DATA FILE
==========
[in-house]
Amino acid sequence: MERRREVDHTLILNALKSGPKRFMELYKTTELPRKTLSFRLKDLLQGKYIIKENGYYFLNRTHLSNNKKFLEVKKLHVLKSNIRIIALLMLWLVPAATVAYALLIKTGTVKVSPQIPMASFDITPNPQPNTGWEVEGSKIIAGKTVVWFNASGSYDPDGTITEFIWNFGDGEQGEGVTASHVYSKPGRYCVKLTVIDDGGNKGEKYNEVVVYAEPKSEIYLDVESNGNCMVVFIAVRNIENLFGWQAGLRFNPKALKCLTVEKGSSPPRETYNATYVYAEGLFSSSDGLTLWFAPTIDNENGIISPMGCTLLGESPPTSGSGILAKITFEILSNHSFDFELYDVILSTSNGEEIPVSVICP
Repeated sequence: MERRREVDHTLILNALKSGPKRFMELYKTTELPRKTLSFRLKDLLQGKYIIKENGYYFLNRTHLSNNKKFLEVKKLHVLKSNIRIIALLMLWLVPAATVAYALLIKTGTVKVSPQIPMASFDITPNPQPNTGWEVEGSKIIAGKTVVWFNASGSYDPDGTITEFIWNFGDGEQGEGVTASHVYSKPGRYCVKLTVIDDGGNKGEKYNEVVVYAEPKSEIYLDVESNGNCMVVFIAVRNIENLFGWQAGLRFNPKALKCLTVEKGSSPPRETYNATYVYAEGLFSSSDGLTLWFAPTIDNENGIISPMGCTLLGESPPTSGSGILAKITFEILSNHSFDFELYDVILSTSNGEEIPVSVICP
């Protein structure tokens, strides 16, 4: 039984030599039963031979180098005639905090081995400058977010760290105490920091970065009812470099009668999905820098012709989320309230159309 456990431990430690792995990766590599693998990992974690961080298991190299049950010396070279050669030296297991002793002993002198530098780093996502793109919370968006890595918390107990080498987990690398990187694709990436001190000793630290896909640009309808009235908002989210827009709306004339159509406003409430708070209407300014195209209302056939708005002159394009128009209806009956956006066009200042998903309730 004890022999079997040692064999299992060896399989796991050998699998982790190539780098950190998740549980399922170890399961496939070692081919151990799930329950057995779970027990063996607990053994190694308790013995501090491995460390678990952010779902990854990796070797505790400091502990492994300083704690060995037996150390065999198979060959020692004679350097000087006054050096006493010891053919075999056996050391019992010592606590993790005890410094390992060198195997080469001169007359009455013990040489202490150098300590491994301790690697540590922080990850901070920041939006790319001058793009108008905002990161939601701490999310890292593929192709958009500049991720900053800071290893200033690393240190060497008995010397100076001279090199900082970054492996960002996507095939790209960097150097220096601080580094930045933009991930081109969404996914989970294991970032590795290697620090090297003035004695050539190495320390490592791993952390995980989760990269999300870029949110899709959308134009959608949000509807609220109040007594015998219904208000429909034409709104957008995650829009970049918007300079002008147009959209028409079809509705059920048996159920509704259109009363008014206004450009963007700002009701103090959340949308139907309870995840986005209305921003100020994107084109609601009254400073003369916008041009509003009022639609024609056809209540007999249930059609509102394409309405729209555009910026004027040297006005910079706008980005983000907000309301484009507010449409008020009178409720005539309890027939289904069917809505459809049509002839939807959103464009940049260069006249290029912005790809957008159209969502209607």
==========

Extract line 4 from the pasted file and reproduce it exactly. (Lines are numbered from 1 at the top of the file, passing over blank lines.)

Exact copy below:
């Protein structure tokens, strides 16, 4: 039984030599039963031979180098005639905090081995400058977010760290105490920091970065009812470099009668999905820098012709989320309230159309 456990431990430690792995990766590599693998990992974690961080298991190299049950010396070279050669030296297991002793002993002198530098780093996502793109919370968006890595918390107990080498987990690398990187694709990436001190000793630290896909640009309808009235908002989210827009709306004339159509406003409430708070209407300014195209209302056939708005002159394009128009209806009956956006066009200042998903309730 004890022999079997040692064999299992060896399989796991050998699998982790190539780098950190998740549980399922170890399961496939070692081919151990799930329950057995779970027990063996607990053994190694308790013995501090491995460390678990952010779902990854990796070797505790400091502990492994300083704690060995037996150390065999198979060959020692004679350097000087006054050096006493010891053919075999056996050391019992010592606590993790005890410094390992060198195997080469001169007359009455013990040489202490150098300590491994301790690697540590922080990850901070920041939006790319001058793009108008905002990161939601701490999310890292593929192709958009500049991720900053800071290893200033690393240190060497008995010397100076001279090199900082970054492996960002996507095939790209960097150097220096601080580094930045933009991930081109969404996914989970294991970032590795290697620090090297003035004695050539190495320390490592791993952390995980989760990269999300870029949110899709959308134009959608949000509807609220109040007594015998219904208000429909034409709104957008995650829009970049918007300079002008147009959209028409079809509705059920048996159920509704259109009363008014206004450009963007700002009701103090959340949308139907309870995840986005209305921003100020994107084109609601009254400073003369916008041009509003009022639609024609056809209540007999249930059609509102394409309405729209555009910026004027040297006005910079706008980005983000907000309301484009507010449409008020009178409720005539309890027939289904069917809505459809049509002839939807959103464009940049260069006249290029912005790809957008159209969502209607």